PICU Team Talks Record-Breaking, Tragic Drowning Season
When the summer began, Ben Olsson, D.O., a pediatric intensive care unit physician at Cook Children's, hosted a press conference at the medical center, asking parents to "Lifeguard Your Child" and warning them about the dangers of drowning.
As one of the worst drowning seasons in Cook Children's history continues, Dr. Olsson is trying again.
Dr. Olsson said it has been a "rough season" on his staff and it can be frustrating because so much effort has been placed on awareness, they will continue to do all they can to educate families in hope of preventing another drowning.
"There are tragedies we see that can be life changing for families and a drowning is one of those," Dr. Olsson said. "What’s difficult for us as staff is that these are usually healthy kids leading up to this. It’s a very quick change in a family’s life from that point on."
Twelve children have died from swimming-related drowning causes this year at Cook Children's, the most in at least six years.
After going through the Emergency Department, many of the children who are treated at Cook Children's spend time in the Pediatric Intensive Care Unit. The PICU team says the impact of a drowning lasts long after the child is no longer at the medical center.
"Drownings are tough for us because you have children who the day before or hours before were playing or they had their pictures taken," said Rachel Hayes, a registered nurse in the PICU. "Their parents were celebrating, maybe going out for dinner or going out to barbecue in the backyard. So it’s knowing that those children had a beautifully healthy life and suddenly at the drop of a hat (she snaps her fingers) their lives are changed forever. The family’s life is changed forever. The neighbors’ lives are changed forever. So I think that’s part of what it makes it so challenging is just that we can relate to these kids as our children."
Dr. Olsson said the staff is specially trained to give the children who enter the PICU the best possible care, but it never stops being difficult for the caregiver.
"Dealing with the families and their emotions and walking with them is a struggle for us sometimes," Dr. Olsson said. "And there’s always the battle of us transposing that on ourselves and our own family and our own children, thinking of those situations and what it would be like to be in those situations. And often times we do. Often times as much as we approach it in a professional way, we are human and we have emotions and feelings. Sometimes we have to cry with the families and sometimes we have to cry with each other and support each other in that. Our Pastoral Care department helps us in those situations."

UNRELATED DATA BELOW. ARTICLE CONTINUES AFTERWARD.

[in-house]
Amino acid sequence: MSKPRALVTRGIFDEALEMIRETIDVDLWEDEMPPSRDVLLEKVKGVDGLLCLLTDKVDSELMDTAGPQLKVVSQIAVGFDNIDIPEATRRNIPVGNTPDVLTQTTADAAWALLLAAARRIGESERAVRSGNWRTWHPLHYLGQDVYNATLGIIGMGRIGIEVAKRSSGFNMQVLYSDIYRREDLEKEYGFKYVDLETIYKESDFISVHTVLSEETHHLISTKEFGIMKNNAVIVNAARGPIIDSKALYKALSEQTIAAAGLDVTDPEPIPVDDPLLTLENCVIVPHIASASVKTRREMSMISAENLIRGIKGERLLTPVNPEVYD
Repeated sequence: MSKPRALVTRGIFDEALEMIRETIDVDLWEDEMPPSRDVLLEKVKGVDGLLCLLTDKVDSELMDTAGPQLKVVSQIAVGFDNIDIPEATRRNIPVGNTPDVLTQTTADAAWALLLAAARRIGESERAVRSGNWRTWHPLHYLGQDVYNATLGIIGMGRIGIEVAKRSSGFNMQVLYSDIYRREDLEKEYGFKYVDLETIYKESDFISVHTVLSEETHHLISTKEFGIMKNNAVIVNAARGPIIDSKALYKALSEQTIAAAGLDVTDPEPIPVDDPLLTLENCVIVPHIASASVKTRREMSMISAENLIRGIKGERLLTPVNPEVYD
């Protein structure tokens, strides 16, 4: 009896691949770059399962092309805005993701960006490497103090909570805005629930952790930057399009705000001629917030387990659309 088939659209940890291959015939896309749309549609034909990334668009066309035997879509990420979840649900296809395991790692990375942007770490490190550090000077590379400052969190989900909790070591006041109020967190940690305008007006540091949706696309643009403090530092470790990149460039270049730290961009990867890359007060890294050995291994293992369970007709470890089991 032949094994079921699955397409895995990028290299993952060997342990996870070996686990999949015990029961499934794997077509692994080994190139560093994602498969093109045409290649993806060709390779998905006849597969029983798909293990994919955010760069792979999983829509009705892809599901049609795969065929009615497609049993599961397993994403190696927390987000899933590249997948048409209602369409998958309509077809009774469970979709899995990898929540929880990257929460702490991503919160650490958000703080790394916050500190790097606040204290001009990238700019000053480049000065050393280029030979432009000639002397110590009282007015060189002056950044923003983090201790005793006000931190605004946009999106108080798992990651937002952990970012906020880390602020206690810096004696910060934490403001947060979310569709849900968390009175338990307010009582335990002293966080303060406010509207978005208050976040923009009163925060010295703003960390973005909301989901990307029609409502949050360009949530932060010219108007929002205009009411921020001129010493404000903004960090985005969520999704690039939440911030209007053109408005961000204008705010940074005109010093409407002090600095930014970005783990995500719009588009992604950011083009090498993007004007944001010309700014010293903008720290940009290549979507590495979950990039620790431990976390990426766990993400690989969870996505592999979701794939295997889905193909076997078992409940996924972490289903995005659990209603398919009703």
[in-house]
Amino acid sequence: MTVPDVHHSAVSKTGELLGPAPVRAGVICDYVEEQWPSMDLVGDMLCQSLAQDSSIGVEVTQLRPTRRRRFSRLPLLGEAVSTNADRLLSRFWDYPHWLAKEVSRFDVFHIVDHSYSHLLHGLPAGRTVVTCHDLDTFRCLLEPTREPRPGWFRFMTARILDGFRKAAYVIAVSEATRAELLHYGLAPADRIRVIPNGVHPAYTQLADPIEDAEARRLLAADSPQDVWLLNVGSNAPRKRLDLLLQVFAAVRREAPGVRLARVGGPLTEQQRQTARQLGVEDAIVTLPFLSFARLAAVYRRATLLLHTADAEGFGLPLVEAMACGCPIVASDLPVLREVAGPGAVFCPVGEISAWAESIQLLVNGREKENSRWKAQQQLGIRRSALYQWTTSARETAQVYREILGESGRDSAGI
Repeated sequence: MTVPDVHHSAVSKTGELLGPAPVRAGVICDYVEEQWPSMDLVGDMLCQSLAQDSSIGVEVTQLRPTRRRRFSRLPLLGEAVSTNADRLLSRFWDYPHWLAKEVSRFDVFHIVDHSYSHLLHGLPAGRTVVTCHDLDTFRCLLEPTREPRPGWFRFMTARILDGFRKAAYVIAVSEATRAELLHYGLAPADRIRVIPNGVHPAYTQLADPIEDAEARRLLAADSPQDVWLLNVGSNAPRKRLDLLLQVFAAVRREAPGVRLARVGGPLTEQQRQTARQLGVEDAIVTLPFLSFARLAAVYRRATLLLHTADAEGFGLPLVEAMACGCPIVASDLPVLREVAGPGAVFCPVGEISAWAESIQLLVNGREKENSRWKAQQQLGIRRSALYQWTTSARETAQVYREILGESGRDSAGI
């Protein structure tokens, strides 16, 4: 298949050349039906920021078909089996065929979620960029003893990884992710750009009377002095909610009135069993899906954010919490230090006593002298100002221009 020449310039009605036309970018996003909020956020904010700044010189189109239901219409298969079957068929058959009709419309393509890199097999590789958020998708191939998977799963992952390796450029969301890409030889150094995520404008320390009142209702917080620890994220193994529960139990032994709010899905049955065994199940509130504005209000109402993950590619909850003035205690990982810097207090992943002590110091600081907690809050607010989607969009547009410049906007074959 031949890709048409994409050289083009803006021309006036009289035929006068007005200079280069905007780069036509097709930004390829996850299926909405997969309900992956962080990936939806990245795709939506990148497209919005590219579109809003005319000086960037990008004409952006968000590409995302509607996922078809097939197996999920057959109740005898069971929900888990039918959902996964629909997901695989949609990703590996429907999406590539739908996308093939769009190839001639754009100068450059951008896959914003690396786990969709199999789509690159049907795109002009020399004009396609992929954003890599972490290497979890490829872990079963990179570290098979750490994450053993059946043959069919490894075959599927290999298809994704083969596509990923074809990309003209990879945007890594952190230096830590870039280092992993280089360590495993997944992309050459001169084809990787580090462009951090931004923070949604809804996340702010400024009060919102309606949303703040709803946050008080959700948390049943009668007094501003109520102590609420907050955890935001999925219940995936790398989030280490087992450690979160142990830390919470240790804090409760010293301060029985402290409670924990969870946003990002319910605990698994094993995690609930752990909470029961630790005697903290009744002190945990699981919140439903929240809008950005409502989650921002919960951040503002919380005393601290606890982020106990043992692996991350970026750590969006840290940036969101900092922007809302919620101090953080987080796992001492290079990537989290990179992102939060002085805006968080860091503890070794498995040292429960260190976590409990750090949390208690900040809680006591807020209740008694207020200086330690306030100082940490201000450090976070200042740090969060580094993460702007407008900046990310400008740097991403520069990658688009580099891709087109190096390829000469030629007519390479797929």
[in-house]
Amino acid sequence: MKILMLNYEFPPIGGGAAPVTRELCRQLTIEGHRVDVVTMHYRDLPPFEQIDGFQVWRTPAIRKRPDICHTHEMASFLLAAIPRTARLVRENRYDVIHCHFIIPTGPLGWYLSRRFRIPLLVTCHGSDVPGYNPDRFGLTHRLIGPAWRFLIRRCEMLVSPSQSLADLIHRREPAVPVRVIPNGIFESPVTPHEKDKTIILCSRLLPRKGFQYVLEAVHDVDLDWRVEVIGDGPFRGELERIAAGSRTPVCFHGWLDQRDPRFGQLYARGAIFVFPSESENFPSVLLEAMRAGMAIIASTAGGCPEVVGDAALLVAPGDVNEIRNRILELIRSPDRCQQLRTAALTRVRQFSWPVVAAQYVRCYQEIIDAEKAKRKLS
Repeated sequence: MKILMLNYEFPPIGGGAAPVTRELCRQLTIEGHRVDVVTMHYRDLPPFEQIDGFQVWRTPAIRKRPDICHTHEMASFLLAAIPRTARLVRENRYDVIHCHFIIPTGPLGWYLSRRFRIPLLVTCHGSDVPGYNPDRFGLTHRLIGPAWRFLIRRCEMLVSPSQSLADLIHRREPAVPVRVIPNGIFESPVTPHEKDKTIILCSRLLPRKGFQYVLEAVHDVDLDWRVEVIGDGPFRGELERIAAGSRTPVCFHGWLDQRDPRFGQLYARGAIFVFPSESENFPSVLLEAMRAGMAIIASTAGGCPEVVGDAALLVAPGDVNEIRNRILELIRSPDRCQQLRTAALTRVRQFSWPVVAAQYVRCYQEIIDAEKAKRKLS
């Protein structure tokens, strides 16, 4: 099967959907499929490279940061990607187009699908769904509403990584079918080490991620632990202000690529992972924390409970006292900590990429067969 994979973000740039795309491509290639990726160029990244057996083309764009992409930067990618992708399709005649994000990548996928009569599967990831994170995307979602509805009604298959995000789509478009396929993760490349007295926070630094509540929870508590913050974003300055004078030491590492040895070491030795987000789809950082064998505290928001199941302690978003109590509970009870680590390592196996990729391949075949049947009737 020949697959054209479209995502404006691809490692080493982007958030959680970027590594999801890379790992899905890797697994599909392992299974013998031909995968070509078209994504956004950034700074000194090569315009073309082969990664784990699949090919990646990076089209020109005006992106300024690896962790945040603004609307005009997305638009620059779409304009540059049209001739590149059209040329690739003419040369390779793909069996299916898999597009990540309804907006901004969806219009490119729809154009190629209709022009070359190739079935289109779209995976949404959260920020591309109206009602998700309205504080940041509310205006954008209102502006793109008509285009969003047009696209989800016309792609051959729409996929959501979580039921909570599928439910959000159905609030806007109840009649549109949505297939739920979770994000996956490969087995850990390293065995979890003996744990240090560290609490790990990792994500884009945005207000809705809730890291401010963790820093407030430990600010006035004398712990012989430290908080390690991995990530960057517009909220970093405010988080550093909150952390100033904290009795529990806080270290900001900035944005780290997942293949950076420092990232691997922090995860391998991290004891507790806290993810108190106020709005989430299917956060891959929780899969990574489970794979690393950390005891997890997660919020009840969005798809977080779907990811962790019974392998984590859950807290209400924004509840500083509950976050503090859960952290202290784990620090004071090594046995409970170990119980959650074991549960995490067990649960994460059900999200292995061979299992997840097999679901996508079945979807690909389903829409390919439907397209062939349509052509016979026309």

"Even if you do come to terms with, 'OK we dealt with that one. I’m at peace with that one.' Then the next week another kid comes in with same story," Hayes said. "The same thing happens. So you don’t get to let go of it in that aspect. Yeah, definitely, it’s very emotional and it sticks with you."
And while much is made of the drowning deaths, the staff in the PICU stress that just because a child makes it out alive, it doesn't guarantee the best of results.
"There’s a heartbreak to it that nothing else can come close to and it's heart-wrenching because it's 100 percent preventable," said Cammie Bonahoon, a registered nurse in the PICU. "The child may have come back out of that pool alive, with a pulse and with blood pressure, but they aren’t going to be the same child that went into that pool."
Get to Know Our Pediatric Intensive Care Unit
The Pediatric Intensive Care Unit (PICU) at Cook Children's Medical Center cares for children with life-threatening illnesses or injuries.
This includes treatment for illnesses such as multi-system trauma, respiratory distress/failure, infections and shock.
The unit also cares for children recovering from procedures such as cardiothoracic surgeries, brain surgeries, kidney transplants and spinal surgeries. These children require life support and/or intensive monitoring.
On-site 24 hours a day, seven days a week are two physician specialists (board certified in pediatric intensive care or board certified pediatric cardiologist) and a nurse practitioner trained in pediatric intensive care. Specialty physicians, such as neurologists, pulmonologists, oncologists and cardiologists, are available for consultation or referrals
- Level I Pediatric Intensive Care Unit
- Extracorporeal membrane oxygenation (ECMO)
- Respiratory management with conventional and oscillatory ventilation
- Continuous renal replacement therapy and dialysis services
- Specialty gases for respiratory support such as heliox (a blend of oxygen and helium), nitrogen (for subatmospheric oxygen therapy) and nitric oxide
- Level II trauma services